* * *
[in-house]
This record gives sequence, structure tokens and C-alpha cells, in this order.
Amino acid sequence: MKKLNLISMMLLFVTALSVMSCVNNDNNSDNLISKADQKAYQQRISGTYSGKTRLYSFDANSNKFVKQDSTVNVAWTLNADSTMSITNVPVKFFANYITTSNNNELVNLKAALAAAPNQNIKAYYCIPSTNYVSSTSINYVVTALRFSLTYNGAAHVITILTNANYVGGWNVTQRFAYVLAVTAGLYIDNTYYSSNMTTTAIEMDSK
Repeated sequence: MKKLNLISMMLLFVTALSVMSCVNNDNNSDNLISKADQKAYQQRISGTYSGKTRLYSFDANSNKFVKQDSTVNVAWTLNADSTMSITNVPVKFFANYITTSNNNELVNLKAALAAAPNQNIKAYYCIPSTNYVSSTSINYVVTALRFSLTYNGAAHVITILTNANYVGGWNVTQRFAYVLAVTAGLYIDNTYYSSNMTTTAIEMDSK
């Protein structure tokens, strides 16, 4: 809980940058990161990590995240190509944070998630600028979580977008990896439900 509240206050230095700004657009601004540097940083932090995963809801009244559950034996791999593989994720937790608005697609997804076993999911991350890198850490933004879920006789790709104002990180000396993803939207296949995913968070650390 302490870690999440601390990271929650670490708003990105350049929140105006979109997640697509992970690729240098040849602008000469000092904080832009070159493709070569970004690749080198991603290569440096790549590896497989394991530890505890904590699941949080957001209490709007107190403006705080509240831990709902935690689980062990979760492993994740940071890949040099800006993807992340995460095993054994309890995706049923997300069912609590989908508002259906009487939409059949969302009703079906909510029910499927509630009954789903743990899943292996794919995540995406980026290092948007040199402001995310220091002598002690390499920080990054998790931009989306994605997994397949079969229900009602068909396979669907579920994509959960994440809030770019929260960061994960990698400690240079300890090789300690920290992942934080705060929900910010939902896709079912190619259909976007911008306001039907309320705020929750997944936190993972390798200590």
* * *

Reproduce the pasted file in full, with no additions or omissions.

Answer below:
[in-house]
This record gives sequence, structure tokens and C-alpha cells, in this order.
Amino acid sequence: MKKLNLISMMLLFVTALSVMSCVNNDNNSDNLISKADQKAYQQRISGTYSGKTRLYSFDANSNKFVKQDSTVNVAWTLNADSTMSITNVPVKFFANYITTSNNNELVNLKAALAAAPNQNIKAYYCIPSTNYVSSTSINYVVTALRFSLTYNGAAHVITILTNANYVGGWNVTQRFAYVLAVTAGLYIDNTYYSSNMTTTAIEMDSK
Repeated sequence: MKKLNLISMMLLFVTALSVMSCVNNDNNSDNLISKADQKAYQQRISGTYSGKTRLYSFDANSNKFVKQDSTVNVAWTLNADSTMSITNVPVKFFANYITTSNNNELVNLKAALAAAPNQNIKAYYCIPSTNYVSSTSINYVVTALRFSLTYNGAAHVITILTNANYVGGWNVTQRFAYVLAVTAGLYIDNTYYSSNMTTTAIEMDSK
């Protein structure tokens, strides 16, 4: 809980940058990161990590995240190509944070998630600028979580977008990896439900 509240206050230095700004657009601004540097940083932090995963809801009244559950034996791999593989994720937790608005697609997804076993999911991350890198850490933004879920006789790709104002990180000396993803939207296949995913968070650390 302490870690999440601390990271929650670490708003990105350049929140105006979109997640697509992970690729240098040849602008000469000092904080832009070159493709070569970004690749080198991603290569440096790549590896497989394991530890505890904590699941949080957001209490709007107190403006705080509240831990709902935690689980062990979760492993994740940071890949040099800006993807992340995460095993054994309890995706049923997300069912609590989908508002259906009487939409059949969302009703079906909510029910499927509630009954789903743990899943292996794919995540995406980026290092948007040199402001995310220091002598002690390499920080990054998790931009989306994605997994397949079969229900009602068909396979669907579920994509959960994440809030770019929260960061994960990698400690240079300890090789300690920290992942934080705060929900910010939902896709079912190619259909976007911008306001039907309320705020929750997944936190993972390798200590």